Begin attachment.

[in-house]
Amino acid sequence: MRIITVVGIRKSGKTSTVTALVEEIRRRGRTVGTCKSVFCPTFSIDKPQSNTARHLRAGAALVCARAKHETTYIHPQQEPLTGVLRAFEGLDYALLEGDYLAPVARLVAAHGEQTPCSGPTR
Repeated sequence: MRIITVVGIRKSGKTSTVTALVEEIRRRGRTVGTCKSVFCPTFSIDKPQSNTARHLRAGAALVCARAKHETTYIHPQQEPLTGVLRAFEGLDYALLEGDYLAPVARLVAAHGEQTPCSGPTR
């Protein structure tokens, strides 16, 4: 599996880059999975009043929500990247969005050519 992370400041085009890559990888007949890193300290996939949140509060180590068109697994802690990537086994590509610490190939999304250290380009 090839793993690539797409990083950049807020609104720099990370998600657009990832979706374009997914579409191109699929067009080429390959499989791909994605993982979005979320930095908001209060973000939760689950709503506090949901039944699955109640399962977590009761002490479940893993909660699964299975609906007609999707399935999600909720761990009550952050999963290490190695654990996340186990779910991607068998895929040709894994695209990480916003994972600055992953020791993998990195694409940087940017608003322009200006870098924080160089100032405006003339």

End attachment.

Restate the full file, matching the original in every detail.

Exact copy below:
[in-house]
Amino acid sequence: MRIITVVGIRKSGKTSTVTALVEEIRRRGRTVGTCKSVFCPTFSIDKPQSNTARHLRAGAALVCARAKHETTYIHPQQEPLTGVLRAFEGLDYALLEGDYLAPVARLVAAHGEQTPCSGPTR
Repeated sequence: MRIITVVGIRKSGKTSTVTALVEEIRRRGRTVGTCKSVFCPTFSIDKPQSNTARHLRAGAALVCARAKHETTYIHPQQEPLTGVLRAFEGLDYALLEGDYLAPVARLVAAHGEQTPCSGPTR
């Protein structure tokens, strides 16, 4: 599996880059999975009043929500990247969005050519 992370400041085009890559990888007949890193300290996939949140509060180590068109697994802690990537086994590509610490190939999304250290380009 090839793993690539797409990083950049807020609104720099990370998600657009990832979706374009997914579409191109699929067009080429390959499989791909994605993982979005979320930095908001209060973000939760689950709503506090949901039944699955109640399962977590009761002490479940893993909660699964299975609906007609999707399935999600909720761990009550952050999963290490190695654990996340186990779910991607068998895929040709894994695209990480916003994972600055992953020791993998990195694409940087940017608003322009200006870098924080160089100032405006003339």